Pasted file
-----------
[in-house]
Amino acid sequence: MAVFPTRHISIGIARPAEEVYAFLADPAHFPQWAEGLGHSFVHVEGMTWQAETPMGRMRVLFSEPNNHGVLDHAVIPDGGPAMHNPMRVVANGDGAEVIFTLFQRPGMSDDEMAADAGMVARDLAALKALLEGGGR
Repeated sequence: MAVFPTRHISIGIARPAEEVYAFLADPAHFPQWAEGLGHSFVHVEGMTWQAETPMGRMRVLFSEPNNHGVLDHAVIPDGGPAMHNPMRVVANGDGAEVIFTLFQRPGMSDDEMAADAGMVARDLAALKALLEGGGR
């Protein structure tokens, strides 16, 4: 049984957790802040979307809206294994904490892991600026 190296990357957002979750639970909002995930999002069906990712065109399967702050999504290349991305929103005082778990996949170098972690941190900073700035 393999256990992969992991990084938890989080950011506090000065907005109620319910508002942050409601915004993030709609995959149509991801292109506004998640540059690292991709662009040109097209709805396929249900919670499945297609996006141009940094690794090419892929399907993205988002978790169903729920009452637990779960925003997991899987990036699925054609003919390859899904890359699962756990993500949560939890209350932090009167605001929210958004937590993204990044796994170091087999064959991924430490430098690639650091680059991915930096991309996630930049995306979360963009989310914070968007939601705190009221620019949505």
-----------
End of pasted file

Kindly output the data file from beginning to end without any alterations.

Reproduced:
[in-house]
Amino acid sequence: MAVFPTRHISIGIARPAEEVYAFLADPAHFPQWAEGLGHSFVHVEGMTWQAETPMGRMRVLFSEPNNHGVLDHAVIPDGGPAMHNPMRVVANGDGAEVIFTLFQRPGMSDDEMAADAGMVARDLAALKALLEGGGR
Repeated sequence: MAVFPTRHISIGIARPAEEVYAFLADPAHFPQWAEGLGHSFVHVEGMTWQAETPMGRMRVLFSEPNNHGVLDHAVIPDGGPAMHNPMRVVANGDGAEVIFTLFQRPGMSDDEMAADAGMVARDLAALKALLEGGGR
């Protein structure tokens, strides 16, 4: 049984957790802040979307809206294994904490892991600026 190296990357957002979750639970909002995930999002069906990712065109399967702050999504290349991305929103005082778990996949170098972690941190900073700035 393999256990992969992991990084938890989080950011506090000065907005109620319910508002942050409601915004993030709609995959149509991801292109506004998640540059690292991709662009040109097209709805396929249900919670499945297609996006141009940094690794090419892929399907993205988002978790169903729920009452637990779960925003997991899987990036699925054609003919390859899904890359699962756990993500949560939890209350932090009167605001929210958004937590993204990044796994170091087999064959991924430490430098690639650091680059991915930096991309996630930049995306979360963009989310914070968007939601705190009221620019949505």